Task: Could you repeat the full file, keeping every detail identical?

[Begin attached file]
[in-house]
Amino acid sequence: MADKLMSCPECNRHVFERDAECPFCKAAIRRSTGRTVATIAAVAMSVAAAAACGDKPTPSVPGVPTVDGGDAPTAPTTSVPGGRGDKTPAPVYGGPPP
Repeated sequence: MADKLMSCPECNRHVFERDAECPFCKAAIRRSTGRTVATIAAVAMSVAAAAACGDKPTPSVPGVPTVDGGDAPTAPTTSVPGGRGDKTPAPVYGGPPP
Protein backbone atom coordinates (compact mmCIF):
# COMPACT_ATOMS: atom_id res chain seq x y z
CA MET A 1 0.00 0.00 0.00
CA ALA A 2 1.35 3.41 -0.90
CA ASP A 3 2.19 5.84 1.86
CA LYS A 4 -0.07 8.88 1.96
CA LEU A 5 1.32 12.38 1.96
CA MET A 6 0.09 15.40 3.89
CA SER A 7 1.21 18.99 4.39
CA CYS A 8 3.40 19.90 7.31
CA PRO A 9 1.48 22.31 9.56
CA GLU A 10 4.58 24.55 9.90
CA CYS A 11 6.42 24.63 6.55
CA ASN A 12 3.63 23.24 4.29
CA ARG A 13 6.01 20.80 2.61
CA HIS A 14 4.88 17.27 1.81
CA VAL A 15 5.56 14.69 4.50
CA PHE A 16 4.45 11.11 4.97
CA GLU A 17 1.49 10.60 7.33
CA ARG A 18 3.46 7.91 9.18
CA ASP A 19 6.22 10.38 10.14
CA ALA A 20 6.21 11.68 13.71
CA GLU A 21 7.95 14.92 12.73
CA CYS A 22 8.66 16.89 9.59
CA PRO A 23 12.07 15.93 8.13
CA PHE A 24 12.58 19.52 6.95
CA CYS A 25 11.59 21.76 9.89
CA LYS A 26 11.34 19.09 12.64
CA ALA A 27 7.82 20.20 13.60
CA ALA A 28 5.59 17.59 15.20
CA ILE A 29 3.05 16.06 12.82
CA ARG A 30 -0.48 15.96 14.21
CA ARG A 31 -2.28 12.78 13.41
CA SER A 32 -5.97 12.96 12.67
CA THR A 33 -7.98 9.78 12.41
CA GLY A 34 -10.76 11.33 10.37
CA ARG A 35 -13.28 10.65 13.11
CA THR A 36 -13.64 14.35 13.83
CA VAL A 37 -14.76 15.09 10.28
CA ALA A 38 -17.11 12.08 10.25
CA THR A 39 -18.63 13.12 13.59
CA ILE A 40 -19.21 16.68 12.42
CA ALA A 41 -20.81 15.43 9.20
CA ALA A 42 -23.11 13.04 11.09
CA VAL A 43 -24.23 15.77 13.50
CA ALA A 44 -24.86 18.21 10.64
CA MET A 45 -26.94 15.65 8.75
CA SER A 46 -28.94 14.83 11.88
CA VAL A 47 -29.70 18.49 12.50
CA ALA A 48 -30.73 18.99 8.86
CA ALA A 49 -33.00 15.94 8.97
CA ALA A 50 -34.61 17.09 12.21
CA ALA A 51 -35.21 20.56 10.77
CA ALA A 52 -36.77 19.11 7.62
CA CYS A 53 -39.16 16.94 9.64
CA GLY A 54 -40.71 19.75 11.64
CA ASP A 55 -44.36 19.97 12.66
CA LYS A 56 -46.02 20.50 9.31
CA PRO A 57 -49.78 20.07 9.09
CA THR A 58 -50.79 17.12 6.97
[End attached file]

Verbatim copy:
[in-house]
Amino acid sequence: MADKLMSCPECNRHVFERDAECPFCKAAIRRSTGRTVATIAAVAMSVAAAAACGDKPTPSVPGVPTVDGGDAPTAPTTSVPGGRGDKTPAPVYGGPPP
Repeated sequence: MADKLMSCPECNRHVFERDAECPFCKAAIRRSTGRTVATIAAVAMSVAAAAACGDKPTPSVPGVPTVDGGDAPTAPTTSVPGGRGDKTPAPVYGGPPP
Protein backbone atom coordinates (compact mmCIF):
# COMPACT_ATOMS: atom_id res chain seq x y z
CA MET A 1 0.00 0.00 0.00
CA ALA A 2 1.35 3.41 -0.90
CA ASP A 3 2.19 5.84 1.86
CA LYS A 4 -0.07 8.88 1.96
CA LEU A 5 1.32 12.38 1.96
CA MET A 6 0.09 15.40 3.89
CA SER A 7 1.21 18.99 4.39
CA CYS A 8 3.40 19.90 7.31
CA PRO A 9 1.48 22.31 9.56
CA GLU A 10 4.58 24.55 9.90
CA CYS A 11 6.42 24.63 6.55
CA ASN A 12 3.63 23.24 4.29
CA ARG A 13 6.01 20.80 2.61
CA HIS A 14 4.88 17.27 1.81
CA VAL A 15 5.56 14.69 4.50
CA PHE A 16 4.45 11.11 4.97
CA GLU A 17 1.49 10.60 7.33
CA ARG A 18 3.46 7.91 9.18
CA ASP A 19 6.22 10.38 10.14
CA ALA A 20 6.21 11.68 13.71
CA GLU A 21 7.95 14.92 12.73
CA CYS A 22 8.66 16.89 9.59
CA PRO A 23 12.07 15.93 8.13
CA PHE A 24 12.58 19.52 6.95
CA CYS A 25 11.59 21.76 9.89
CA LYS A 26 11.34 19.09 12.64
CA ALA A 27 7.82 20.20 13.60
CA ALA A 28 5.59 17.59 15.20
CA ILE A 29 3.05 16.06 12.82
CA ARG A 30 -0.48 15.96 14.21
CA ARG A 31 -2.28 12.78 13.41
CA SER A 32 -5.97 12.96 12.67
CA THR A 33 -7.98 9.78 12.41
CA GLY A 34 -10.76 11.33 10.37
CA ARG A 35 -13.28 10.65 13.11
CA THR A 36 -13.64 14.35 13.83
CA VAL A 37 -14.76 15.09 10.28
CA ALA A 38 -17.11 12.08 10.25
CA THR A 39 -18.63 13.12 13.59
CA ILE A 40 -19.21 16.68 12.42
CA ALA A 41 -20.81 15.43 9.20
CA ALA A 42 -23.11 13.04 11.09
CA VAL A 43 -24.23 15.77 13.50
CA ALA A 44 -24.86 18.21 10.64
CA MET A 45 -26.94 15.65 8.75
CA SER A 46 -28.94 14.83 11.88
CA VAL A 47 -29.70 18.49 12.50
CA ALA A 48 -30.73 18.99 8.86
CA ALA A 49 -33.00 15.94 8.97
CA ALA A 50 -34.61 17.09 12.21
CA ALA A 51 -35.21 20.56 10.77
CA ALA A 52 -36.77 19.11 7.62
CA CYS A 53 -39.16 16.94 9.64
CA GLY A 54 -40.71 19.75 11.64
CA ASP A 55 -44.36 19.97 12.66
CA LYS A 56 -46.02 20.50 9.31
CA PRO A 57 -49.78 20.07 9.09
CA THR A 58 -50.79 17.12 6.97